The death of ten African Americans in a racist massacre in Buffalo on Saturday sent new shock waves in the United States and abroad.
A sign that the country is once again groggy, President Joe Biden will be in Buffalo on Tuesday, May 17 to "share the pain of a community that lost ten of its own in a horrific and senseless mass killing", announced the White House , who denounced "the hatred that remains a stain on the soul of America".
Even the UN, through the voice of Secretary General Antonio Guterres' spokesman, condemned a "despicable act of racist and violent extremism".
In this city of Buffalo, in the far north of New York state on Lake Erie and the Canadian border, residents have been paying tribute for two days to those murdered in a Tops supermarket in a neighborhood mainly populated by 'African Americans: The ten people killed are all black, Erie District Attorney John Flynn said, and their killer is a young white supremacist accused of committing "a racially motivated hate crime" and a act of "internal terrorism", according to the authorities.
Alleged shooter pleads not guilty
Payton Gendron, 18, drove more than 300 miles from his upstate home to carry out the massacre, even carrying out "a reconnaissance operation" the day before, according to police.
"This individual came with the goal of killing as many black people as possible," Buffalo's African-American Mayor Byron Brown denounced, while the city's police chief, Joseph Gramaglia, revealed on Monday on CNN that the suspect "planned to continue his carnage and shoot people" to kill more.
Payton Gendron, prosecuted for "premeditated murder", pleaded not guilty during a first appearance this weekend and is due back in court on Thursday.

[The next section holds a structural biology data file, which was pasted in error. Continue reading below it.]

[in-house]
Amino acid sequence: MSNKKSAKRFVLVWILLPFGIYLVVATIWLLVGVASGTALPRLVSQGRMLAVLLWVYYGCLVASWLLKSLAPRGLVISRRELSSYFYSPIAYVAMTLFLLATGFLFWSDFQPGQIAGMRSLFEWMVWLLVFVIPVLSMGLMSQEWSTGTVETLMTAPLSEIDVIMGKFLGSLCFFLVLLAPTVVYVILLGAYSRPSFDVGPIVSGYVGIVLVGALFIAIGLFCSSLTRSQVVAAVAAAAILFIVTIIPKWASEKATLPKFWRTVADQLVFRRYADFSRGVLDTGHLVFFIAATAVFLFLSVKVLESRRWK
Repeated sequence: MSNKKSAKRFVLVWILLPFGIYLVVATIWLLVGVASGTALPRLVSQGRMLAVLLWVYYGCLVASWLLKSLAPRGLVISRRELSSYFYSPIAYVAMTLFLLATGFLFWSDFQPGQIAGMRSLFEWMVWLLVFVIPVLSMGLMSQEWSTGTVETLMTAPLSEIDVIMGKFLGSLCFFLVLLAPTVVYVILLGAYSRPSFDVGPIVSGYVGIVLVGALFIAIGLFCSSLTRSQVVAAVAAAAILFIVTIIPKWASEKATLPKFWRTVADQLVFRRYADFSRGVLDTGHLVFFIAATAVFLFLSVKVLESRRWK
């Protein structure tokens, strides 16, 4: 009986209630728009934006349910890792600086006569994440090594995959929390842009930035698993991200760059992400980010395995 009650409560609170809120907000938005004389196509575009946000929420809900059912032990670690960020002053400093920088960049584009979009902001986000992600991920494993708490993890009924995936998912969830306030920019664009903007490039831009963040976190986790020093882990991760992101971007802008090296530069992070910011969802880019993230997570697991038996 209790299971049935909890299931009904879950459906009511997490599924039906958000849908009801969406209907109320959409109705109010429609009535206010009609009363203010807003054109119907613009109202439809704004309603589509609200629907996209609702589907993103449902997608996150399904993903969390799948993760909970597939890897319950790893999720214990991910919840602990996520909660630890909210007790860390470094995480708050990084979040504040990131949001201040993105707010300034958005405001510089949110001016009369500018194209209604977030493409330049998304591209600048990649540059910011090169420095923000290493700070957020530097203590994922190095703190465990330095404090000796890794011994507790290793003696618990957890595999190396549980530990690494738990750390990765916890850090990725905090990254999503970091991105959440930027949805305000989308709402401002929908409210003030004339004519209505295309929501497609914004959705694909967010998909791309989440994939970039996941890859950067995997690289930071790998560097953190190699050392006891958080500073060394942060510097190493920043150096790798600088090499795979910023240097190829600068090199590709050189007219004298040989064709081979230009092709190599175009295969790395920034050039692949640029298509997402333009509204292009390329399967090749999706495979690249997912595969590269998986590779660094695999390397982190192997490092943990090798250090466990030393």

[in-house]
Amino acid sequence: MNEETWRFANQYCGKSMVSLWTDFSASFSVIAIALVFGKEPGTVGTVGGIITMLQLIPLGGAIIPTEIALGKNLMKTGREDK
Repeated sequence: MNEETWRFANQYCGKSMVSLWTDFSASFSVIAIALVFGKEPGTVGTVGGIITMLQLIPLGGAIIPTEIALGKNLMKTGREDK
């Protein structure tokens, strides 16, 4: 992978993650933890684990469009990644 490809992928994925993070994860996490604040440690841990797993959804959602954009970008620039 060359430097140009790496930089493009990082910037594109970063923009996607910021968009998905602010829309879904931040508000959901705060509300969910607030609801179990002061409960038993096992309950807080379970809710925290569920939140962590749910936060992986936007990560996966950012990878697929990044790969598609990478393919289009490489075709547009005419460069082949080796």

The young man carried a camera and broadcast his crime on Twitch even though the platform claimed to have deleted the content “two minutes” after the start of its broadcast.
He also published a 180-page racist "manifesto" before the massacre, which the media associates him with white supremacists and far-right conspirators, supporters of the "great replacement" theory.
"Weekend in America"
Almost the only voice among conservatives in the House of Representatives in Washington to oppose former President Donald Trump, Republican congresswoman Liz Cheney accused on Twitter "the leadership of the party in the House of having allowed (the expression ) of white nationalism, white supremacism and anti-Semitism".
The killings came in a cycle of violence summed up by Democratic New Jersey Governor Phil Murphy in a tweet describing "a weekend in America": an Asian person killed and four others injured by a man who fired into a church in California;
two dead and three injured in Houston;
five dead in St. Louis, Missouri and five more in Chicago;
21 injured in Milwaukee, Wis., in shootings after a basketball game.
The authorities had to impose a curfew.
Gun violence is a daily scourge that has continued to grow since 2020. The statistics in this country of 330 million inhabitants are chilling: nearly 45,000 deaths in 2021, including around 24,000 suicides, according to the organization Gun Violence Archive which compiles every day each of these dramas throughout the territory.
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